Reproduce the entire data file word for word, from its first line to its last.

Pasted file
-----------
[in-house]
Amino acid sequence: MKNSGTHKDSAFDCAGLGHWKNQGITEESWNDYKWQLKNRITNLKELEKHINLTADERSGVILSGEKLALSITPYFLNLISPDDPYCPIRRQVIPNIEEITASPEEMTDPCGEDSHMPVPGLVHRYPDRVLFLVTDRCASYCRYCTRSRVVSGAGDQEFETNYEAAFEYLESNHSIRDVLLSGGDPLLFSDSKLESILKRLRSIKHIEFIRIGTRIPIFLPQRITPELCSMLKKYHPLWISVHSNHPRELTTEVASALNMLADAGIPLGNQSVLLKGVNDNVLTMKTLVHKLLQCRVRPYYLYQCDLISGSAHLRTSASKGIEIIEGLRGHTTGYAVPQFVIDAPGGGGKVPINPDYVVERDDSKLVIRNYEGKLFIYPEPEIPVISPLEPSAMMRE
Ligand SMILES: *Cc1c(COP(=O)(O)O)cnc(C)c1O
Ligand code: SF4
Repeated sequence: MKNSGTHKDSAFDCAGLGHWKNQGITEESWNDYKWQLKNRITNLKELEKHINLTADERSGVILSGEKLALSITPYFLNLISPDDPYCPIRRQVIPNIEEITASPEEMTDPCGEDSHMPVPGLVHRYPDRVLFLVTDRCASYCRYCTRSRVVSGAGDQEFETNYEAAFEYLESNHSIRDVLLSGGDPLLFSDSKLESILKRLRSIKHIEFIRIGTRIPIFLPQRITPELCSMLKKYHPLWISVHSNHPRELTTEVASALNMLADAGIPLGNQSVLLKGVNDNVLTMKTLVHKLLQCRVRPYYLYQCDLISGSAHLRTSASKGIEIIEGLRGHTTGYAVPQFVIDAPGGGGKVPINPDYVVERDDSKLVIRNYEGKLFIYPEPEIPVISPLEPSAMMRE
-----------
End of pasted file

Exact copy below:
[in-house]
Amino acid sequence: MKNSGTHKDSAFDCAGLGHWKNQGITEESWNDYKWQLKNRITNLKELEKHINLTADERSGVILSGEKLALSITPYFLNLISPDDPYCPIRRQVIPNIEEITASPEEMTDPCGEDSHMPVPGLVHRYPDRVLFLVTDRCASYCRYCTRSRVVSGAGDQEFETNYEAAFEYLESNHSIRDVLLSGGDPLLFSDSKLESILKRLRSIKHIEFIRIGTRIPIFLPQRITPELCSMLKKYHPLWISVHSNHPRELTTEVASALNMLADAGIPLGNQSVLLKGVNDNVLTMKTLVHKLLQCRVRPYYLYQCDLISGSAHLRTSASKGIEIIEGLRGHTTGYAVPQFVIDAPGGGGKVPINPDYVVERDDSKLVIRNYEGKLFIYPEPEIPVISPLEPSAMMRE
Ligand SMILES: *Cc1c(COP(=O)(O)O)cnc(C)c1O
Ligand code: SF4
Repeated sequence: MKNSGTHKDSAFDCAGLGHWKNQGITEESWNDYKWQLKNRITNLKELEKHINLTADERSGVILSGEKLALSITPYFLNLISPDDPYCPIRRQVIPNIEEITASPEEMTDPCGEDSHMPVPGLVHRYPDRVLFLVTDRCASYCRYCTRSRVVSGAGDQEFETNYEAAFEYLESNHSIRDVLLSGGDPLLFSDSKLESILKRLRSIKHIEFIRIGTRIPIFLPQRITPELCSMLKKYHPLWISVHSNHPRELTTEVASALNMLADAGIPLGNQSVLLKGVNDNVLTMKTLVHKLLQCRVRPYYLYQCDLISGSAHLRTSASKGIEIIEGLRGHTTGYAVPQFVIDAPGGGGKVPINPDYVVERDDSKLVIRNYEGKLFIYPEPEIPVISPLEPSAMMRE